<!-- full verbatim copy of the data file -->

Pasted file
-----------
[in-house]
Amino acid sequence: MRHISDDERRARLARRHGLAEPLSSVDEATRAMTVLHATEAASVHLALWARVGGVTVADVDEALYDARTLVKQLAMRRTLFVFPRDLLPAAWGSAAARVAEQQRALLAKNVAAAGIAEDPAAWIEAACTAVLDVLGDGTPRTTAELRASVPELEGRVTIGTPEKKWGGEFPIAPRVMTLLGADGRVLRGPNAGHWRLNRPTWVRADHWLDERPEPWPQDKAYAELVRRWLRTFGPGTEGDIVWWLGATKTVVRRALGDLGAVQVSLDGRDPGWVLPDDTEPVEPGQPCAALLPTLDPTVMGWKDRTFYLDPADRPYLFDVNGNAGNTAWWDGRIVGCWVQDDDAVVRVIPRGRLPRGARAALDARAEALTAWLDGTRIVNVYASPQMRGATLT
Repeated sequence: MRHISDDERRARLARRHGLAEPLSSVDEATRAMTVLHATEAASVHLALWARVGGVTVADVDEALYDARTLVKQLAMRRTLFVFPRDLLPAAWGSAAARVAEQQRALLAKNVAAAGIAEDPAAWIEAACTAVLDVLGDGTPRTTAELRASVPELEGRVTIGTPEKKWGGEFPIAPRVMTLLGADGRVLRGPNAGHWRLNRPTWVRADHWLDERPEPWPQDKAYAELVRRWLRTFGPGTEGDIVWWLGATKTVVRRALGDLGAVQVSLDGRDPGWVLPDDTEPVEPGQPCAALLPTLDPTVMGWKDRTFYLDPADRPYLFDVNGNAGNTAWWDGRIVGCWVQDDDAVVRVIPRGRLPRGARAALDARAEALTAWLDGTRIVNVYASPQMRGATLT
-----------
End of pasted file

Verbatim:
[in-house]
Amino acid sequence: MRHISDDERRARLARRHGLAEPLSSVDEATRAMTVLHATEAASVHLALWARVGGVTVADVDEALYDARTLVKQLAMRRTLFVFPRDLLPAAWGSAAARVAEQQRALLAKNVAAAGIAEDPAAWIEAACTAVLDVLGDGTPRTTAELRASVPELEGRVTIGTPEKKWGGEFPIAPRVMTLLGADGRVLRGPNAGHWRLNRPTWVRADHWLDERPEPWPQDKAYAELVRRWLRTFGPGTEGDIVWWLGATKTVVRRALGDLGAVQVSLDGRDPGWVLPDDTEPVEPGQPCAALLPTLDPTVMGWKDRTFYLDPADRPYLFDVNGNAGNTAWWDGRIVGCWVQDDDAVVRVIPRGRLPRGARAALDARAEALTAWLDGTRIVNVYASPQMRGATLT
Repeated sequence: MRHISDDERRARLARRHGLAEPLSSVDEATRAMTVLHATEAASVHLALWARVGGVTVADVDEALYDARTLVKQLAMRRTLFVFPRDLLPAAWGSAAARVAEQQRALLAKNVAAAGIAEDPAAWIEAACTAVLDVLGDGTPRTTAELRASVPELEGRVTIGTPEKKWGGEFPIAPRVMTLLGADGRVLRGPNAGHWRLNRPTWVRADHWLDERPEPWPQDKAYAELVRRWLRTFGPGTEGDIVWWLGATKTVVRRALGDLGAVQVSLDGRDPGWVLPDDTEPVEPGQPCAALLPTLDPTVMGWKDRTFYLDPADRPYLFDVNGNAGNTAWWDGRIVGCWVQDDDAVVRVIPRGRLPRGARAALDARAEALTAWLDGTRIVNVYASPQMRGATLT